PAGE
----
B-Trees are widely used because they are easier to keep balanced than other tree structures, at the cost of potentially being more wasteful with space. Using a balanced tree is the key to maintaining the worst-case performance of O(logn) lookup times.
B-Trees are classifiers
They key insight in Dean’s paper is that the problem of finding the page on disk with the value you are looking for seems a lot like a classification problem in machine learning, and that B-Trees seem an awful lot like a classifier. They take a potential key as an input, and output one of many pages that the value you are looking for is on.
What is the point of looking at things this way? Well, we know that the runtime of looking up values in a B-Tree is O(logn), where n is the full size of the data set. In other classifiers, for instance, neural networks, the runtime of the classification of a value (not the training), doesn’t actually scale with the size of the data set. Rather, it scales with the number of “neurons” that are used in the network, which is a constant value.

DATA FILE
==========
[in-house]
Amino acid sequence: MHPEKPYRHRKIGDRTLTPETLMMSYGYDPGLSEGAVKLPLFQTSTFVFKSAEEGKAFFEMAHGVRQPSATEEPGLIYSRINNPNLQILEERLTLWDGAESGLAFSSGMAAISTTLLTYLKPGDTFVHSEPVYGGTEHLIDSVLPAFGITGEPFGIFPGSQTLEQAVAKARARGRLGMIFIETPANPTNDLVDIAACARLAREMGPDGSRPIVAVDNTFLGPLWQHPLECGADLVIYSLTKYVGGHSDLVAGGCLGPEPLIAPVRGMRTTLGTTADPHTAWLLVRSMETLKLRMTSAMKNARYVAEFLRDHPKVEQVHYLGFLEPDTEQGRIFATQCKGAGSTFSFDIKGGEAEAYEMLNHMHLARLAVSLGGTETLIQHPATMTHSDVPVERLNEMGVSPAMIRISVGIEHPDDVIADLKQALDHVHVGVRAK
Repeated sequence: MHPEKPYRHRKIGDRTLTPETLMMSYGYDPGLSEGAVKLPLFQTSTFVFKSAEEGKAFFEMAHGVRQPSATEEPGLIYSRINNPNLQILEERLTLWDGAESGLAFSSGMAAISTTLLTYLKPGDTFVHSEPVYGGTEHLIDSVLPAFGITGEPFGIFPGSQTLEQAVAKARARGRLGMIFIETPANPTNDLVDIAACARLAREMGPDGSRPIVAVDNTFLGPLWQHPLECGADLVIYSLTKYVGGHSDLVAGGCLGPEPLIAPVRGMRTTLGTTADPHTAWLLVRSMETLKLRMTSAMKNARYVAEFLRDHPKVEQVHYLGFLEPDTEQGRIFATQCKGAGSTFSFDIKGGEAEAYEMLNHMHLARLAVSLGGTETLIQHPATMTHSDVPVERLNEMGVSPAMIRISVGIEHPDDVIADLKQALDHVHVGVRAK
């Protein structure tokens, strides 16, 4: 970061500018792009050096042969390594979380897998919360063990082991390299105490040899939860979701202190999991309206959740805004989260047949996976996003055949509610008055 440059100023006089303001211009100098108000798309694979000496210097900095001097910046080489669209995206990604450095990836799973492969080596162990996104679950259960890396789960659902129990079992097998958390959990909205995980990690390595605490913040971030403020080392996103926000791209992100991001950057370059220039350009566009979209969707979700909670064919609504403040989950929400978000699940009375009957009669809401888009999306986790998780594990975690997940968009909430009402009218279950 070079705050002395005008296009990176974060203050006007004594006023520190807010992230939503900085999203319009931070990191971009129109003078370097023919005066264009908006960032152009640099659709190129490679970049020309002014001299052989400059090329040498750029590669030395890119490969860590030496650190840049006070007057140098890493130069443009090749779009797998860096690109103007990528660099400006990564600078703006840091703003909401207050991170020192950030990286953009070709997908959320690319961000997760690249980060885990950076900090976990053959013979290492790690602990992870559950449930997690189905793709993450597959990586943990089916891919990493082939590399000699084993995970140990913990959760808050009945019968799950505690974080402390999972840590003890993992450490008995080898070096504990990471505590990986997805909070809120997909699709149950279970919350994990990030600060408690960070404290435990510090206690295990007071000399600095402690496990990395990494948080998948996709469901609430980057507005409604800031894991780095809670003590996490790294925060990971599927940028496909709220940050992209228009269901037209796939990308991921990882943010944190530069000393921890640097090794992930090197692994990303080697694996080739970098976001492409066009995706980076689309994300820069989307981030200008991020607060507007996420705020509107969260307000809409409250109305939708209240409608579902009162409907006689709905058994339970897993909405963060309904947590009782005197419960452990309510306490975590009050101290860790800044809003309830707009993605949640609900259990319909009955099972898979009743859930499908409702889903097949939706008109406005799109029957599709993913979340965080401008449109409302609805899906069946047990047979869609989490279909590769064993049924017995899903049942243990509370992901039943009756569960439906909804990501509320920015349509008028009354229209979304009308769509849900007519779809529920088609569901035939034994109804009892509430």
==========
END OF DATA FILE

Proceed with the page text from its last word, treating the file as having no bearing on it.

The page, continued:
Switching out B-Trees for a “learned” data structure like a neural network then has a potential for vastly increasing the speed of looking up values in a database.
Dean calls these machine learning-based indexes “learned indexes”. The general idea behind these is that instead of building a B-Tree to be used to figure out where on disk to look for values, training a machine learning model, using the database keys as data points, and location on disk as labels.
As I mentioned before, the advantage of doing this is speed–classification with standard machine learning algorithms does not scale with the size of the data set. The downside, however, with any kind of machine learning approach like this is that the algorithm may not always spit out the right answer.
In this particular example, because the data on disk is sorted already, errors can be corrected fairly easily by doing a simple local search around the prediction given by the machine learning algorithm.
Model Selection & Performance
Ok, so theoretically, it seems like replacing B-Trees with some machine learning model should be possible. The next challenge, then is figuring out exactly what model to use. This involves weighing the tradeoffs of particular methods and understanding the performance of various models. Important factors to understand here are that if the model returns an inaccurate result, cost will be incurred dong a search to find the actual value, and that a model that is slower to execute but returns a more accurate result might actually be faster because of the lower local search cost.